Gubernatorial Elections and the Message on Taxes

While there is plenty to analyze from the elections as a whole, one of the most important lessons that we can glean from the 2014 mid-terms is on taxes. The message sent this election cycle to the nation’s governors is unmistakable. Governors who enacted bold tax reforms were reelected, even when facing daunting odds. Many governors who raised taxes, or even showed support for increased taxes, were ousted by voters.



Perhaps the most dramatic demonstration of this point was the reelection of Governor Sam Brownback in Kansas. In 2012, Governor Brownback signed significant tax cuts into law that were aimed at decreasing the overall tax burden on Kansas residents and especially jumpstarting small business. The main planks of the tax plan included the following:

  • Simplified personal income taxes from a three-tiered system to a two-tiered system
  • Reduced the top tax rate (on income over $15,000) from 6.25 percent to 4.8 percent
  • Reduced the tax rate on income below $15,000 from 3.5 percent to 2.7 percent
  • Exempted non-wage personal income from taxation entirely; effectively eliminating income taxes for pass-through businesses

Despite a massive misinformation campaign about the supposed “destructive” nature of the Kansas tax cuts, voters were clear on what they wanted: less taxes and more economic growth.

Other governors that pursued significant tax cuts were also reelected. Governor Paul LePaige of Maine, Governor Rick Snyder of Michigan and Governor John Kasich of Ohio all won their bids for reelection. Governor Scott Walker of Wisconsin cut taxes several years in row and won his third statewide election in the state.

Arizona voters sent State Treasurer and businessman Doug Ducey to the governor’s mansion by a margin of more than 12 percent. Ducey had campaigned on cutting the states personal and corporate income taxes and even saying that he wanted to get the state’s 4.54 percent income tax rate “as close to zero as possible.” The Arizona economy was a central part of his campaign and voters decisively approved of his low tax message.

Nevada voters soundly defeated a ballot measure to implement a 2 percent margin tax on all business revenue by voting it down with nearly 80 percent voting against and only 20 percent voting in favor. Governor Sandoval, who was quoted as saying that the margin tax would be a “fatal blow” to Nevada’s economy, was reelected with more than 70 percent of the vote.

In North Carolina, where Governor Pat McCrory was not up for reelection, an important message from voters was delivered on taxes. Senator-elect Thom Tillis was the Speaker of House when North Carolina’s historic tax reforms were passed. Incumbent Sen. Kay Hagan made the state’s tax cuts a major campaign issue and attempted to frame the election as a referendum on the Legislature’s tax cuts. Along with Kansas, North Carolina passed some of the boldest and most significant tax reform at the state level in the last decade. The North Carolina reforms included:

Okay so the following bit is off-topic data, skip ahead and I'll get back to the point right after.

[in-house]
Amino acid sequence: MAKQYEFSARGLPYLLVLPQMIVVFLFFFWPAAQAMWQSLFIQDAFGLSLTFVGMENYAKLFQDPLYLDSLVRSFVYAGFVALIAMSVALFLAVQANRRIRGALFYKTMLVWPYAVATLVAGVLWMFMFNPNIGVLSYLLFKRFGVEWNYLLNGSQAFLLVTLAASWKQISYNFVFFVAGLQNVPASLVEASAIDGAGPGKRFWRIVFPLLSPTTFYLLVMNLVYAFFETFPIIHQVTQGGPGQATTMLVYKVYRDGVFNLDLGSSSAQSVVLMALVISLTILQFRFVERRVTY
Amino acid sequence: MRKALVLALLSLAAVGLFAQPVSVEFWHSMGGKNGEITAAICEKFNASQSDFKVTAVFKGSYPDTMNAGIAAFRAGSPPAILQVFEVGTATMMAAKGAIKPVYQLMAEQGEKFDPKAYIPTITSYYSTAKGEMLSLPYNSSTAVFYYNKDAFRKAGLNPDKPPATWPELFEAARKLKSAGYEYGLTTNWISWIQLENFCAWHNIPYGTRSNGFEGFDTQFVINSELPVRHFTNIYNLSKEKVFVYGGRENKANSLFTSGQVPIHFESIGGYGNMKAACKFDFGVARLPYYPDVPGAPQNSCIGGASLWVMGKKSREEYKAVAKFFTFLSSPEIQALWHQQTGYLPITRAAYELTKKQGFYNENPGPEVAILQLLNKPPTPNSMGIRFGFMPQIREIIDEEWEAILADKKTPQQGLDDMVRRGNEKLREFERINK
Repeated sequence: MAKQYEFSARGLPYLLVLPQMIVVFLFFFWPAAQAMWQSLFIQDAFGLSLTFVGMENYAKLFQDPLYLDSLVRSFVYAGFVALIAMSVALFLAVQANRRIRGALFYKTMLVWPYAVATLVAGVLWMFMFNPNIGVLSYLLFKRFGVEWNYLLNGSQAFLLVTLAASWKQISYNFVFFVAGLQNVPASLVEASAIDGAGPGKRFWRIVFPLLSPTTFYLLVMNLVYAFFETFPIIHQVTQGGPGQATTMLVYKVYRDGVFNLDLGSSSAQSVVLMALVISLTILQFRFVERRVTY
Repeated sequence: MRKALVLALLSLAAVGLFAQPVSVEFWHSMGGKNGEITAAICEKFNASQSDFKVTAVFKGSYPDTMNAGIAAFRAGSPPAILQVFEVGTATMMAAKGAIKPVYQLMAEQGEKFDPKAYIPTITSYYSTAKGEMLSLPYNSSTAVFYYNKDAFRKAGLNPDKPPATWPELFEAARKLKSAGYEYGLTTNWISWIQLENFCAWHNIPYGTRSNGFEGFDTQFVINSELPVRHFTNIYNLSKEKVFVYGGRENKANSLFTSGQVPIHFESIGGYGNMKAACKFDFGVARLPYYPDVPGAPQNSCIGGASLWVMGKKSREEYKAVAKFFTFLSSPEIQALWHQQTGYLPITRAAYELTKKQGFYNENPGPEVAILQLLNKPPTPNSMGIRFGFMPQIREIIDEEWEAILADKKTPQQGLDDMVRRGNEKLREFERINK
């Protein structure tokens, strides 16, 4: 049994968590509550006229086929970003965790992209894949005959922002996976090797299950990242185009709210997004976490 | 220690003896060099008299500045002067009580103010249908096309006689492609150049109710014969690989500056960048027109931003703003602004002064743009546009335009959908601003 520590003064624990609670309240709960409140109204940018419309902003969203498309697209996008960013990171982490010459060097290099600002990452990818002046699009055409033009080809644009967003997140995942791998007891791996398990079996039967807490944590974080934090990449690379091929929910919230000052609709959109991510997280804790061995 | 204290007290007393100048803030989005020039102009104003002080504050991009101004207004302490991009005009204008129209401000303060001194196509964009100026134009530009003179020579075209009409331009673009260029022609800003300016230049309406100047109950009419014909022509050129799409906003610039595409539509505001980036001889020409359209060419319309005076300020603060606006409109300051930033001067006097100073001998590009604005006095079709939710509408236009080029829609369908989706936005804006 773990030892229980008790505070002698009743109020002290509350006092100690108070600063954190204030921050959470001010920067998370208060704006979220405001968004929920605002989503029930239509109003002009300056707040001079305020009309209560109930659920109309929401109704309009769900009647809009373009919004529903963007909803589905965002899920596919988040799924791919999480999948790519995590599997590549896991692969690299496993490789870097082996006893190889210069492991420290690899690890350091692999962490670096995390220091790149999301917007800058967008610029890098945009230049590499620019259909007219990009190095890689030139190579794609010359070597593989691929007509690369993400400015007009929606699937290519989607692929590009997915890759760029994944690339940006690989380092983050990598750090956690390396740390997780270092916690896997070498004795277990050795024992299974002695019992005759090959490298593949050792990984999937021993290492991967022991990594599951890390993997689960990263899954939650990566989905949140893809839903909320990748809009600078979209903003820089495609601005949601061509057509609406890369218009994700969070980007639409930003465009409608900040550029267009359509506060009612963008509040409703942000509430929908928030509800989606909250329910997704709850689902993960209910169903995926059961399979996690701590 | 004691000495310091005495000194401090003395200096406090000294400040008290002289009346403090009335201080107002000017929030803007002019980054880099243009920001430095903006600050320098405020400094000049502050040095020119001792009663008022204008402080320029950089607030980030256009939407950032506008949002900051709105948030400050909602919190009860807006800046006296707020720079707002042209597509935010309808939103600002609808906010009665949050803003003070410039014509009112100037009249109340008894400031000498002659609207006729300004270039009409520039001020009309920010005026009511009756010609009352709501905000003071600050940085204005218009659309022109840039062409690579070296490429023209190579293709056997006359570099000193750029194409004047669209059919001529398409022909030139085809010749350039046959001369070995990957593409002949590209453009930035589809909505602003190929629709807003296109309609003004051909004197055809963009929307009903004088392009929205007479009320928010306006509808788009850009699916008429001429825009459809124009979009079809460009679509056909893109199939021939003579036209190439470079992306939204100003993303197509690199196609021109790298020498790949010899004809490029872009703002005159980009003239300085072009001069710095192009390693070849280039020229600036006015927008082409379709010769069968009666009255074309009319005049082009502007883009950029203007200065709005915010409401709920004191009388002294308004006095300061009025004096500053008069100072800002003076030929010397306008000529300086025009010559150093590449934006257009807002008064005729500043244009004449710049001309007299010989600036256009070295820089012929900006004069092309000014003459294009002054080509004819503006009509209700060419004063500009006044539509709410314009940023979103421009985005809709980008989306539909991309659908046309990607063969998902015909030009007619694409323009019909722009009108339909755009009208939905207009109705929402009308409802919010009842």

• Moving the income tax to one flat rate of 5.8 percent rate in 2014 and 5.75 percent in 2015
  • Lowering the corporate tax rate to 6 percent in 2014 and 5 percent in 2015; additional revenue triggers will lower the rate to 4 percent in 2016 and 3 percent in 2017 if revenue growth targets are met
  • Eliminating the estate tax
  • Expanding the sales tax to include service contracts in an effort to move the state towards a consumption tax model
  • Eliminating multiple gross receipts franchise taxes, privilege taxes and preferential sales tax rates

In all, the reform bill cuts taxes more than $500 million in the first two years alone, and more than $650 million a year by the 2017-2018 fiscal year (see revenue estimates here).

In addition to the reelection of multiple governors supporting bold tax reforms, governors that hiked taxes (or even supported them) were defeated in several states. In traditionally blue Massachusetts voters elected Charlie Baker over Martha Coakley and simultaneously voted to stop automatic gas tax increases by approving a ballot initiative to end the practice.

In deep blue Illinois, Bruce Rauner defeated Governor Pat Quinn by almost 5 points. Quinn had pushed for “Millionaires” taxes, a move from a flat income tax to a tiered income tax, and making temporary income tax hikes permanent. Rauner openly opposed Quinn’s tax hike proposals and made it clear that he favored returning tax rates to pre-hike levels. The message sent by voters was clear: no more taxes.

In one of the biggest upsets of the night, Larry Hogan beat Lieutenant Governor Anthony Brown in the Maryland Gubernatorial race. Brown had served under Governor Martin O’Malley. Governor O’Malley had raised taxes more 40 times since he took office, totaling $9.5 billion in new or higher taxes for Maryland residents through fiscal year 2014. Hogan campaigned on lowering taxes and making it easier to start and grow businesses in the state.

Although taxes were certainly not the only issue that brought voters to the polls last week, the results show a clear message. When it comes to taxes, people are tired of paying an ever increasing amount and sacrificing higher economic growth. As Rich States, Poor States: ALEC-Laffer State Economic Competitiveness Index demonstrates, the economic evidence is clear that states that generally have lower taxes have higher rates of economic growth. This election, people voted against higher taxes and for economic growth.


In Depth: Cronyism

Cronyism in tax policy stifles innovation, hinders competition and introduces a deep temptation for corruption. The 2014 ALEC Center for State Fiscal Reform study, The Unseen Costs of Tax Cronyism: Favoritism and Foregone Growth, found that in the most recent year in which states published their respective tax expenditure…

+ Cronyism In Depth